Culture makes it hard. For one thing, our culture cherishes moral ambiguity as an end in itself, as an intrinsically good thing; theologian D.A. Carson notes. Humble Christians trust God to be true (Isaiah 66:2) and doubt their deceitful hearts (Jeremiah 17:9).
But the world does the reverse. Be true to your heart, it shouts. How can you be so sure, it taunts. If you trust God—if you “stand alone on the Word of God, the B-I-B-L-E” and believe the sum of his word is truth (Psalm 119:160)— now that, it sneers, is most virulent form of pride.
This reversal is nothing new. G.K. Chesterton described it a century ago, when he wrote,
[W]hat we suffer from today is humility in the wrong place. Modesty has moved from the organ of ambition. Modesty has settled upon the organ of conviction; where it was never meant to be. A man was meant to be doubtful about himself, but undoubting about the truth; this has been exactly reversed. Nowadays the part of a man that a man does assert is exactly the part he ought not to assert – himself. The part he doubts is exactly the part he ought not to doubt – the Divine Reason.
Do you see? We should doubt ourselves—our feelings, desires, and ‘needs’— not God’s truth.
But believing a truth and speaking it are two different things. Gabi taught me that.
3. Do You Speak Up For Truth?
It was a Friday night in July. Maybe it was pushback to even be where we were. I’m not sure. But the after-dinner mood was light and Gabi was right across the table from me. We’d only met the hour before, but I sensed my new friend from the Czech Republic wouldn’t mind if I asked.
So what was it liketo live under communism?
Gabi was in middle school in 1989, when the Wall fell. Almost overnight, she replied.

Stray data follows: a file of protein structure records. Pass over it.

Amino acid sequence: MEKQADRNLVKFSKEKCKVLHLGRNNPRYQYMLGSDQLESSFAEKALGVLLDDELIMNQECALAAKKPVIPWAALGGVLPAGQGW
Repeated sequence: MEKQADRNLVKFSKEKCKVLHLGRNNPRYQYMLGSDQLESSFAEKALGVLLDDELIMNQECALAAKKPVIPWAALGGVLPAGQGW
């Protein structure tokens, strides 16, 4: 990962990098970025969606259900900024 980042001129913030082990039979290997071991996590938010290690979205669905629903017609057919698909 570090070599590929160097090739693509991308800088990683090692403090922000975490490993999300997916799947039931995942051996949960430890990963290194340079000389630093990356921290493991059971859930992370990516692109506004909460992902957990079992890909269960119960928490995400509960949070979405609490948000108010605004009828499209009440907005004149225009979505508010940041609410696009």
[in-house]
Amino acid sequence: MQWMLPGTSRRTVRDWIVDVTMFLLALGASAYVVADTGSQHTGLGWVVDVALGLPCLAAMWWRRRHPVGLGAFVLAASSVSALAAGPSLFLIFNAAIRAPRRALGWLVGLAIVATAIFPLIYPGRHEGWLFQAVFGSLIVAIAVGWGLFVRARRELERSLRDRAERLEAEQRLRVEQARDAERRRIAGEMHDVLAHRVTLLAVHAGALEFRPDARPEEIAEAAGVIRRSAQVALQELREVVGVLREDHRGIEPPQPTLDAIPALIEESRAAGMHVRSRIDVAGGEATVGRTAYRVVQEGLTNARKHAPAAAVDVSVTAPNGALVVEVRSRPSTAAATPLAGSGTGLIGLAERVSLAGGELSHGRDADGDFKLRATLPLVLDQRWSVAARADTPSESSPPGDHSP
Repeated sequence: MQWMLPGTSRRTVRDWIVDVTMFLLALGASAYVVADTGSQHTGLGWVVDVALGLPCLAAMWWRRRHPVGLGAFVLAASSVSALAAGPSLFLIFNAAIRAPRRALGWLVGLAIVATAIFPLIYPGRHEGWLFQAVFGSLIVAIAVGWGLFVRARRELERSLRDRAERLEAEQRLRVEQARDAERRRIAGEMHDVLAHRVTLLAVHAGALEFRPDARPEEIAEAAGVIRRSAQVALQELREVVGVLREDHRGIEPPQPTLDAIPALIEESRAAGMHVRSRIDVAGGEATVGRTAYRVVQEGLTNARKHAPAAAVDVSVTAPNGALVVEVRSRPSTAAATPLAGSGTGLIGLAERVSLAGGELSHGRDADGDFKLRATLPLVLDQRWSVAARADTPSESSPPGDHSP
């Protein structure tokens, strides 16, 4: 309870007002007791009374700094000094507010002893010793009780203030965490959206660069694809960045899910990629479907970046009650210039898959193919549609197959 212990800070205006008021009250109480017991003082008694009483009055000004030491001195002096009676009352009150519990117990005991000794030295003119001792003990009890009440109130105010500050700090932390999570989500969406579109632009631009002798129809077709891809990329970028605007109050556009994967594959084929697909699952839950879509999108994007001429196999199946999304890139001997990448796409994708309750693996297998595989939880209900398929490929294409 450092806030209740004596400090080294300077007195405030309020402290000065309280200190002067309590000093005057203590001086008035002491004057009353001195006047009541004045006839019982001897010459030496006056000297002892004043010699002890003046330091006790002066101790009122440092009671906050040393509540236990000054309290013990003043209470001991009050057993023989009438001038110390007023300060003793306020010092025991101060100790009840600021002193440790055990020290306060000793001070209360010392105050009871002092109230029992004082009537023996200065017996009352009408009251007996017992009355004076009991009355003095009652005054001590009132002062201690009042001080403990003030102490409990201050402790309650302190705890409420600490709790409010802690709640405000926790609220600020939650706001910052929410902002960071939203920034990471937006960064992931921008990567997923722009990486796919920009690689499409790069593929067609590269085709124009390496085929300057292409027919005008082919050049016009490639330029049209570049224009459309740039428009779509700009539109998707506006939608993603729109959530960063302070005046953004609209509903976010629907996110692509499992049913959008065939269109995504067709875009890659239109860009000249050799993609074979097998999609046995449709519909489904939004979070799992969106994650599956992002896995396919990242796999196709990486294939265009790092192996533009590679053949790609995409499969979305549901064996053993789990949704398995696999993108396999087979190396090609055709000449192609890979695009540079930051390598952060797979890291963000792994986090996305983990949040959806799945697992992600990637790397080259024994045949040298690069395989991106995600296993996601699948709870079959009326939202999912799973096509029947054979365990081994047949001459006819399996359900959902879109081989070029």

That’s how fast her teachers went from denouncing democracy to decrying communism. Her school dumped the pro-communism for pro-republic curricula—taught by the very same teachers who’d spouted the party line mere months before.
How could they do that? I asked, incredulous. What do you think they really believed?
I think there was relief when communism fell and they could teach the truth. They taught what they were told to keep their jobs.
Since statue toppling and painting was big in the news, I pressed on.
So what about all these statues toppled and defaced?
Without blinking, Oh, yes. That happened in Czechoslovakia shortly before Soviet rule.
My stomach churned with the same tension I’d felt a lot in 2020 when I felt torn to like a friend’s post or affirm her position—even if it didn’t sit right. Gabi was insightful and wise, and still across the table from me. So I asked the burning question.
When do I just go along when and when do I speak up for truth?
I think—here Gabi paused and took a deep breath—you must be true to your conscience.If your conscience says it’s wrong, do not go along.
4. Do You Lower Your Voice And Close The Door?
Rod Dreher said the same thing Gabi did in Live Not By Lies: A Manual For Christian Dissidents. The title comes from an essay by Aleksandr Solzhenitsyn, dated February 12, 1974 —the same day Russian secret police broke into his apartment and arrested him. He was exiled to West Germany the next day. Live Not By Lies, the essay and the book, are clarion calls to courage for those who are of the truth.
But courage to push back against lies doesn’t mean we refuse all compromise. Daily life requires assessing which fights are worth having. Choose your battles. Though one must guard against rationalization, prudence is not the same thing as cowardice. (p. 105)
Sometimes silence is an act of resistance.My refusal to like a popular post or parrot a trendy mantra is choosing to live not by lies.Judit Pastor, whose father was arrested for vocally opposing Ceausescu in 1968 was arrested and his life destroyed in a Romanian prison. She says, Keeping silent when you aren’t expected to be silent is also pushing back.
A year ago, I wouldn’t have believed the restrictions, “soft” restrictions, I now feel on freedom of speech. I am loath to admit that I close more doors and look over my shoulder far more often when I speak in public places. I wonder, “Can I trust her with this? Should I say that in front of him?”
This is new. It’s a shift. I never used to wonder like this.
A Primer On “Soft” Totalitarianism